The police initially arrested Henry’s wife, though it was mentioned that this was possibly done as a way to convince Agnes to talk.  It was obvious something had spooked Henry and they thought that maybe Agnes knew what it was. 

Agnes was reluctant to share their personal matters with the police.  The couple had a rather unorthodox marriage.  Henry spent most nights at his parent’s house on Crosby Street.  Agnes went out with other couples to parties.  That’s where she had been the night Henry was killed.  Henry told her he had appointments and wouldn’t be home until late.  Agnes assumed he was dining out with an insurance client. 

Agnes had Henry drop her off at a friend’s house where she stayed for a party.  After the party, friends took her out for coffee and she accepted a ride home from a woman that shared the couple’s apartment at around 4:00 a.m.  When they arrived at home, she saw a man who she assumed was her husband walk across the porch and enter a car that resembled Henry’s.  The man drove away and that was the last time she ever saw her husband.

Police didn’t think the man that Agnes saw was Henry.  They knew his car was parked on Crosby Street before 4:00 a.m.  The coroner put his death before that time as well.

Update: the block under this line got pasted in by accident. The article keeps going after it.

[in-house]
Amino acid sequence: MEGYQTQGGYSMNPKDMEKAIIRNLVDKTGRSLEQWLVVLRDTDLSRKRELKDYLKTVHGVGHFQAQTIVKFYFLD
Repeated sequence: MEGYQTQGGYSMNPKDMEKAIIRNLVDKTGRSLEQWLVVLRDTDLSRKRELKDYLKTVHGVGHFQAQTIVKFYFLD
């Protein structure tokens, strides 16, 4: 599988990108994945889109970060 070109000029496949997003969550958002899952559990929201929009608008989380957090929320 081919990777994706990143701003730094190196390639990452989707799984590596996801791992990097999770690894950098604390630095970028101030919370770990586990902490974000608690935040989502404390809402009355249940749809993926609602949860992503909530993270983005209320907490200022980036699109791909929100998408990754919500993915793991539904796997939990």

The police leaned on Agnes hard, giving her two polygraph tests.  They thought she knew more than she was telling them.  Agnes finally revealed that when she went into the apartment on the morning that Henry died, the place had been ransacked.  Obviously, someone was looking for something.  But she knew they didn’t find it.  Henry kept all of their important papers and jewelry in his safe deposit box at the bank.  

As police worked the case they developed several theories about Henry’s death. The first angle they developed focused on Henry’s home country.  Henry had been born in Germany in 1900 and moved to the United States in 1910.  According to his co-workers, Henry really admired Hitler and his regime.  This was a dangerous time to be spouting that philosophy.  In fact, one of the men that Henry met on the last day of his life was actually an undercover F.B.I. agent.  It seems the government wanted to know just how much Henry admired Hitler.  Police wondered if Henry’s willingness to spread his ideas about Hitler drew the wrong attention.